STEVE INSKEEP, host:
The new president will also shape the U.S. approach to terrorism. And this week, the outgoing administration won a victory in court. A Texas jury has convicted the Holy Land Foundation and five of its leaders of funneling money to the radical Palestinian group Hamas. From member station KERA, Bill Zeeble reports on the largest terrorism financing trial since 9/11.
BILL ZEEBLE: The North Texas based Holy Land Foundation was once the nation's largest Muslim charity. But in this long and complex retrial, jurors agreed with prosecutors who said the Holy Land Foundation helped fund Hamas, which the U.S. government labeled a terrorist organization in 1995. After the guilty verdicts, U.S. Attorney for the Northern District of Texas Richard Roper called it a great day in the United States.
Mr. RICHARD ROPER (U.S. Attorney for the Northern District of Texas): We will not tolerate those who choose to finance terrorism. That's a clear message with the resounding verdict of guilty on all accounts. Money is the lifeblood of terrorism, plain and simple.
ZEEBLE: Prosecutors say the Holy Land Foundation sent Hamas at least $12 million disguised as charity. Some money did go to Palestinians in need, but the government says other money paid for violence. Assistant U.S. Attorney Jim Jacks says his team learned from the first trial by streamlining arguments and targeting top ringleaders Ghassan Elashi and Shukri Abu-Baker. He says prosecutors also made better use of experts. One of them explained how the defendants maintained close contact with Hamas leaders long after such contact became illegal.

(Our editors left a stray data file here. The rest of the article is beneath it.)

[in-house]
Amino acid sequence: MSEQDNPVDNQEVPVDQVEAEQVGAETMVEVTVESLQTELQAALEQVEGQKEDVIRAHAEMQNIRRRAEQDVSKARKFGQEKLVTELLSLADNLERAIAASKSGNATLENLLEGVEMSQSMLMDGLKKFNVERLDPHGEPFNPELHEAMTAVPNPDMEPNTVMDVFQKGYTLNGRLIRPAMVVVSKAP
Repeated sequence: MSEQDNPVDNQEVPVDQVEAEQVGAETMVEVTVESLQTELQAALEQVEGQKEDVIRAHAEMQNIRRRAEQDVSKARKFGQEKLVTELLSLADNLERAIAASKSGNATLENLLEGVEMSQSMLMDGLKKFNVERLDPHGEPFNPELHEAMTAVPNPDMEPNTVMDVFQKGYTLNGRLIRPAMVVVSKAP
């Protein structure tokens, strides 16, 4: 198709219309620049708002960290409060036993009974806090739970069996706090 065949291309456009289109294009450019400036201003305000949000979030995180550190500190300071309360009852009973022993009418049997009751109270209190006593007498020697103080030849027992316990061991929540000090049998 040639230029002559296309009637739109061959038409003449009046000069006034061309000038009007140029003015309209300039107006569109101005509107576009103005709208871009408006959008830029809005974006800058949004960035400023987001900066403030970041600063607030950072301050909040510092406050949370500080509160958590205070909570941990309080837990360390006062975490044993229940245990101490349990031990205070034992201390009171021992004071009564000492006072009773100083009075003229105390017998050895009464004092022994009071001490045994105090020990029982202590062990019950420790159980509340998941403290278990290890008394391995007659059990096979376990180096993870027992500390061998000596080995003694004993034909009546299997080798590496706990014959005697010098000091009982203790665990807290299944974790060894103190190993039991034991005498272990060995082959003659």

Mr. JIM JACKS (Assistant U.S. Attorney for the Northern District of Texas): That's not something that the average person is going to be able to have - you know, telephone contact with leaders of a terrorist organization.
ZEEBLE: Government experts also included an anonymous Israeli agent, which the defense says is grounds for an appeal. Defense attorneys did not speak after the trial, but backers of defendants did, including Hadi Jawad, a Muslim anti-war activist.
Mr. HADI JAWAD (Vice President, Dallas Peace Center): These are good, noble men. I can't say the system of justice works because this is in my opinion abuse of power. A foreign government was allowed to testify in an American court against U.S. citizens.
ZEEBLE: Supporters of the defendants say those on trial only provided philanthropy to Palestinians and others, including survivors of the 1995 bombing of the Oklahoma City federal building. The judge hasn't yet set a sentencing date, and the defendants are in custody. For NPR News, I'm Bill Zeeble in Dallas.